Starting The Conversation: 5 Tips On How To Talk To Your Boss About Your Mental Health

Image by Andrea Piacquadio via Pexels

According to new data from Mental Health Statistics, during 2020, 58% of workers experienced some kind of work-related stress, while 63% were experiencing moderate levels of anxiety. 

Health experts have warned, that if these mental health issues are left untreated, it can impact our day-to-day lives, including the ability to do our jobs. 

That’s why the team of experts at Delamere, have shared five ways to open up the conversation about mental health with your employer: 

  1. Find the Right Time and Place to Talk  

When approaching the conversation of mental health with your employer, one thing that will help is finding the right time to talk. Talking to your boss on a day when they seem overwhelmed might result in you not getting the best response, so make sure to schedule a call or an in-person conversation with them ahead of time.

As well as the right time, it’s also important to find an appropriate place to have the conversation. Find a place that will allow you to talk in a professional and calm way, and is a quiet space in your workplace. If somewhere suitable isn’t available you could also suggest meeting outside the office or even going for a walk. 

  1. Plan what you are going to say ahead of your meeting

Before speaking to your manager one of the best ways you can prepare is by planning what you want to discuss ahead of time. This will not only calm any nerves you might be having ahead of the conversation but will also ensure that you are only sharing what is needed to frame how your mental health is impacting your work.

Points you can prepare in advance could include, identifying tasks within your current role and workload that is making you stressed, reminding your boss of your achievements so that they remember you are more than capable, explaining what factors might need to change in order to help you.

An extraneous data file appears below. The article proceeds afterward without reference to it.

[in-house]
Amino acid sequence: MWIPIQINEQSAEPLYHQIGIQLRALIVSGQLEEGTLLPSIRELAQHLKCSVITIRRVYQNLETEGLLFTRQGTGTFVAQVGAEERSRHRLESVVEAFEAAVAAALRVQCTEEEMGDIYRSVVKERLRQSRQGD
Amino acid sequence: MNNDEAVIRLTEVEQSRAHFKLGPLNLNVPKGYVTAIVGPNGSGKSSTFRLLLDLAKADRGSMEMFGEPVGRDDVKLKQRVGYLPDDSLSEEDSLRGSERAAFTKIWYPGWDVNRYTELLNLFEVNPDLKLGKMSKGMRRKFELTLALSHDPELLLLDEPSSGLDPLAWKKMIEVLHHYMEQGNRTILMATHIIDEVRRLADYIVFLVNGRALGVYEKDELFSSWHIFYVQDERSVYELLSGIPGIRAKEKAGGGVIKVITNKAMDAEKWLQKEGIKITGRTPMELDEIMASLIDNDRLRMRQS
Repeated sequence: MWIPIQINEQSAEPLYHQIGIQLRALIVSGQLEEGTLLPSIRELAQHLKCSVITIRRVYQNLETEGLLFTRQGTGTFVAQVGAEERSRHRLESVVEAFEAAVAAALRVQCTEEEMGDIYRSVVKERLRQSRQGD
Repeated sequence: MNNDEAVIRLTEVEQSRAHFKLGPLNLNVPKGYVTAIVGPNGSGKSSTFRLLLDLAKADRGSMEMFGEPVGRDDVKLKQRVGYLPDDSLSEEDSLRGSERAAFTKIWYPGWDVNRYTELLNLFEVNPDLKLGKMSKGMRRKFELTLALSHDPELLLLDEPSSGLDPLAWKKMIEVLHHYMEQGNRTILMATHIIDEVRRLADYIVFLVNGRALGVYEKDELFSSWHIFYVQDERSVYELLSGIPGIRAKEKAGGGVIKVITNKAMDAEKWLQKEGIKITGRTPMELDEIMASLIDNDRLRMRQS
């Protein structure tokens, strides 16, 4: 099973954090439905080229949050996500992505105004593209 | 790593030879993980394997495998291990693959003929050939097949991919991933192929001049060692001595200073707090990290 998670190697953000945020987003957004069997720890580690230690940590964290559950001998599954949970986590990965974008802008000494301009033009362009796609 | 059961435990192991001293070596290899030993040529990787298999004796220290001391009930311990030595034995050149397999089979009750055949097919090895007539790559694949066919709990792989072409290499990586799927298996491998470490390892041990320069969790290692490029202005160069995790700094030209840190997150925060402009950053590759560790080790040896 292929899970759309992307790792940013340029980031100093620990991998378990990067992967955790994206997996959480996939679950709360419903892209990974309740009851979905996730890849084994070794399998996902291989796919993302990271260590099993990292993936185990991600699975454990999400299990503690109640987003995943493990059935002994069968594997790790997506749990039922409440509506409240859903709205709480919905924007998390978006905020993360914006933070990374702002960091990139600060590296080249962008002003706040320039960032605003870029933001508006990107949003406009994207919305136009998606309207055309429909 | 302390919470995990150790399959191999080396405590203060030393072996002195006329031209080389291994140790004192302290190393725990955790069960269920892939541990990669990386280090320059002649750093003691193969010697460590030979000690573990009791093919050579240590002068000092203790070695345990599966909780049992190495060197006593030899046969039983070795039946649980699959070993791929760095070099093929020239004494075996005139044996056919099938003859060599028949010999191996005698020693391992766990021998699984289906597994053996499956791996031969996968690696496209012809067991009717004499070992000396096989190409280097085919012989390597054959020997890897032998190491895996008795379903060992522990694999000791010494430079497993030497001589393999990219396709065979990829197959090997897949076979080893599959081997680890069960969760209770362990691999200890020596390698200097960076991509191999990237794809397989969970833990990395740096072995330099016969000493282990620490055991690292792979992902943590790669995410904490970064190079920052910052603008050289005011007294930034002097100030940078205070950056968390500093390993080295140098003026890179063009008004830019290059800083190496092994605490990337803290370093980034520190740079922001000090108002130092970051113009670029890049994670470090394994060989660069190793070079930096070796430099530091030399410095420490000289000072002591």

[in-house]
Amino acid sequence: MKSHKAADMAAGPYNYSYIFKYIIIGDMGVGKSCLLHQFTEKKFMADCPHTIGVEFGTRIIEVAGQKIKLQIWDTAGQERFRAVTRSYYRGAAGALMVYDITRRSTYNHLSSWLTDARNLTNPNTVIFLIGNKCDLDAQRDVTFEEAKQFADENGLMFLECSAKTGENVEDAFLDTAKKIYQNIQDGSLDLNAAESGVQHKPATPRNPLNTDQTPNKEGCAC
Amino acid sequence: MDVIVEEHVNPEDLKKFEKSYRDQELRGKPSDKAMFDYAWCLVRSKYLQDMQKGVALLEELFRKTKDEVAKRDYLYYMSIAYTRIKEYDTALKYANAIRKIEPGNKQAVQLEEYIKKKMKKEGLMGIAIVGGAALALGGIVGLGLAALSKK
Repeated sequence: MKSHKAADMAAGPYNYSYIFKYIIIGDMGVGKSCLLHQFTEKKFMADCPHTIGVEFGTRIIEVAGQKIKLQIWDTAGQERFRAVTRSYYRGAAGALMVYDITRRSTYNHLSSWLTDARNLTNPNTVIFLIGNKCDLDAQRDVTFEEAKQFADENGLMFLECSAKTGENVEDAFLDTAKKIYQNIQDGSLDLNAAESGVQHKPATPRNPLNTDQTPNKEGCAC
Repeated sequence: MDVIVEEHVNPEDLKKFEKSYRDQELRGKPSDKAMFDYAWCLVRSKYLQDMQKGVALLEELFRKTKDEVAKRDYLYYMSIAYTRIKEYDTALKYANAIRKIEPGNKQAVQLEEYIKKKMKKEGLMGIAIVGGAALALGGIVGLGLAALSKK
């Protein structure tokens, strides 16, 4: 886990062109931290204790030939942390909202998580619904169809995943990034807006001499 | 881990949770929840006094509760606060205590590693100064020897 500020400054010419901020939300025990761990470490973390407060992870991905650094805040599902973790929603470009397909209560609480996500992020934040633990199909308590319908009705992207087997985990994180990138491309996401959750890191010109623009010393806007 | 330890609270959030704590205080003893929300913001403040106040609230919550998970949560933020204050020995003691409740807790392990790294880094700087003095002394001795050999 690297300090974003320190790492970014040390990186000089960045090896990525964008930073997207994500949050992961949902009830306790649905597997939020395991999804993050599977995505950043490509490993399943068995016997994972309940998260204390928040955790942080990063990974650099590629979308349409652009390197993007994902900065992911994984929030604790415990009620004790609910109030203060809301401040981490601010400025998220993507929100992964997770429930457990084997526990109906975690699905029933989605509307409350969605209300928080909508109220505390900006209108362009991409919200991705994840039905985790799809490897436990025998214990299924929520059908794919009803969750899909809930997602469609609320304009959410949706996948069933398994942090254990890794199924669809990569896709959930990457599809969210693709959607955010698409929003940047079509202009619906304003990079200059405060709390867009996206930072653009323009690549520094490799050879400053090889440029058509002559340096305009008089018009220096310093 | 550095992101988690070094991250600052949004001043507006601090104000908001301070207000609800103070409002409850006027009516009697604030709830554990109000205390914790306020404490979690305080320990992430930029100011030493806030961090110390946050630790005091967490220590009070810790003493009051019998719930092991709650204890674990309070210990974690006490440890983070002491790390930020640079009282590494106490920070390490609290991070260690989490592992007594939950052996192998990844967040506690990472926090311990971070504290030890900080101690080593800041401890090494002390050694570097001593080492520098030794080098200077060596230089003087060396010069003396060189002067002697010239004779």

1. Decide Who To Speak To 

If you decide to open up to your employer about your mental health, consider who you will feel most comfortable having the conversation with. 

If you have a good relationship with one of your managers, it might be helpful talking to them about what you are going through. However, if you find that they aren’t very approachable, consider speaking to someone within your HR department that will be able to help you.

  1. Consider That Your Boss May be More Receptive Than You Think

Though talking about your mental health with your employer may feel like an uncomfortable situation, they may actually be more understanding than you anticipate them to be. 

Mental illness is very common illness and a lot of people, unfortunately, suffer from this in the workplace. So when you start the conversation, the chances are your boss or employer will have already had direct experience with dealing with it or even experienced it themselves. 

  1. Focus on Your Productivity and Ability to Work

To get the most out of your conversation with your employer, think beforehand about how your mental health is impacting your productivity and ability to work.

If you go into the meeting with this already prepared, the chances are you will have greater success coming up with solutions on how your employer can support you and what you need to get better. Whether it’s more flexible working hours or a lighter workload.

This article was written by Delamere residential addiction care.

10 thoughts on “Starting The Conversation: 5 Tips On How To Talk To Your Boss About Your Mental Health

  1. This is such a difficult thing to have to do, but it will be necessary some time down the line for those who experience mental health issues. Still it’s a dreadful, dreadful thing to have to do. Informative, helpful read!

    Liked by 1 person

  2. In working with my OT, she has stressed the benefit of scripting before having a difficult conversation. That has worked well for me.
    The times it hasn’t worked well is when I get pushback for an angle I had not anticipated. That’s when I see the discussion go into a downward spiral.
    Disappointing because it’s a lost opportunity.

    Liked by 1 person

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